Use research techniques that include psychometric measures, narrative and storytelling. Undertake volunteering opportunities to provide an additional context in which to consider your lifelong learning and leadership characteristics – and to develop a sense of your future professional self.
Meet a fictional family as you learn about the psychology of the human journey through the lifespan, from parent-offspring conflict in the womb to explanations for ageing and death. Explore topics including attachment, the 'teenage brain' and challenges in adolescence, personality development and cognitive change.
Apply social, cognitive and biological psychology to understanding everyday motivations and biases in, for example, perception and memory. Explore topics including vision and sensory perception, social group processes, aggression, eyewitness testimony and eating disorders.
Investigating Complex Issues in Psychology (20 credits)
Explore specialist psychology routes such as clinical skills, health and wellbeing, counselling and forensic psychology. Draw on your own knowledge of psychology and apply different perspectives to current, real-world psychological issues in a problem-based learning context. Work in groups with other students to learn from one another about the role of the different specialisms, and how these can be successfully integrated and applied.
Assessment, Formulation, and Evidence-based Practice (20 credits)
Focus on three core skills of clinical psychology. Examine methods used by psychologists to assess a service user including psychometric tests, interview and taking a history. Learn how a clinical psychologist integrates the results of assessments with different psychological models to develop hypotheses and interventions tailored to the individual. Evaluate the effectiveness of practice based on existing evidence, for example through reading systematic reviews, and learn how to design your own research to evaluate the effectiveness of psychological practice.
Work with a supervisor to apply what you have learned in research methods modules to your own research project. Report your findings in an extensive research report, and present your project in the form of an academic poster at our poster conference.
Explore the various psychological approaches to mental health problems and the therapies and treatments which arise from these models. Take into account the perspectives of users of mental health services. This module will be of interest to those hoping to enter clinical or therapeutic work as well as those interested in psychological perspectives on mental illness.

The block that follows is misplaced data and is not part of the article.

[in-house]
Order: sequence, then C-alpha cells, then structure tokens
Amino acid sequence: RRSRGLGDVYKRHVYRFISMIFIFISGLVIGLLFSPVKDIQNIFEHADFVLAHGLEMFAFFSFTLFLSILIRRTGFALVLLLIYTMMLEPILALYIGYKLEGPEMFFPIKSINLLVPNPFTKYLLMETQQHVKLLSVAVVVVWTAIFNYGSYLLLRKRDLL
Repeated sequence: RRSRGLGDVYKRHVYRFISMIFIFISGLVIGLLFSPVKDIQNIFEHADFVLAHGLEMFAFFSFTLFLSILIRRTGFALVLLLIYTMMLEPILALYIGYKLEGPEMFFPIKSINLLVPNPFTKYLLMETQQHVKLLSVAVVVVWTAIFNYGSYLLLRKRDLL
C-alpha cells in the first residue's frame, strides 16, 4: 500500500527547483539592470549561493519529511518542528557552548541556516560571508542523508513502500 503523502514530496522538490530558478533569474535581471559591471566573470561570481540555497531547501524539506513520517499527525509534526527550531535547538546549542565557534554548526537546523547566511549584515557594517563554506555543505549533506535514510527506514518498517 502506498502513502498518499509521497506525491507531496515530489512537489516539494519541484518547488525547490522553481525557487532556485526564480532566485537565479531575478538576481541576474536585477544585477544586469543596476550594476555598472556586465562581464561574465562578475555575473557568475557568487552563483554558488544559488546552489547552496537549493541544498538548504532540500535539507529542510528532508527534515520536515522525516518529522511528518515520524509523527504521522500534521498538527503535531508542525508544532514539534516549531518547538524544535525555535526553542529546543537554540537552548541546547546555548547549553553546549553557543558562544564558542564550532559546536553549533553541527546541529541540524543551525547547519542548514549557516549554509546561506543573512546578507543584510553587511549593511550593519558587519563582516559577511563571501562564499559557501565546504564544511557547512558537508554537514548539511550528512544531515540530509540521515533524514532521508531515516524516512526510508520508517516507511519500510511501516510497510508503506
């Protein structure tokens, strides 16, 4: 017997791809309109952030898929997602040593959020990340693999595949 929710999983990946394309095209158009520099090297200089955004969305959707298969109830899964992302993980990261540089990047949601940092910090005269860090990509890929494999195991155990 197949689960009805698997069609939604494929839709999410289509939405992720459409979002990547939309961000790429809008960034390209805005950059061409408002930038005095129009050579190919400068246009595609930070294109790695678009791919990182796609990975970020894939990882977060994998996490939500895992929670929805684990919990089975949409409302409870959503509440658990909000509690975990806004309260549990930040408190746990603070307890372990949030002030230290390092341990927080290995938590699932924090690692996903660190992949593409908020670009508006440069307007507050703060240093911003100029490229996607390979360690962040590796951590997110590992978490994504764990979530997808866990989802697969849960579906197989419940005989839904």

Learn about key current issues in Clinical Psychology and discuss whether clinical psychologists should take a more political role and whether there is a problem with a lack of diversity in clinical psychology. Learn about the key ethical and legal obligations people who work in mental health care deal with.
Develop your ability to build an empathic relationship with someone who is in contact with clinical services, and critically reflect on your experience of this process. Learn about the ways in which service-users/carers can shape mental health services and evaluate how well engaging service-users/carers in service development works.
Please note, the full list of optional modules may change from year to year.
Focus on the scope of occupational psychology and its application to work, employees and organisations. Cover topics aligned with the British Psychology Society’s Division of Occupational Psychology such as psychological assessment at work; learning, training, and development; leadership, engagement, and motivation; wellbeing and work.
Engage with, and evaluate, some of the ‘big issues’ at the cutting edge of psychology, including free will, the nature of consciousness, the interface between psychology and politics, and cybercrime. This module will encourage you to look beyond your university experience and to engage with psychological aspects of current culture and society.
Explore the development of our understanding of neurodiversity. Address the historical progression of how we have characterised neurodiverse populations, including autism spectrum conditions and Williams syndrome, from early diagnostic formulation to current day. Examine biological aspects of neurodiversity such as brain differences, as well as their relevance to cognition and behaviour. Study relevant topics in neurodiversity, including relationships, healthcare and education.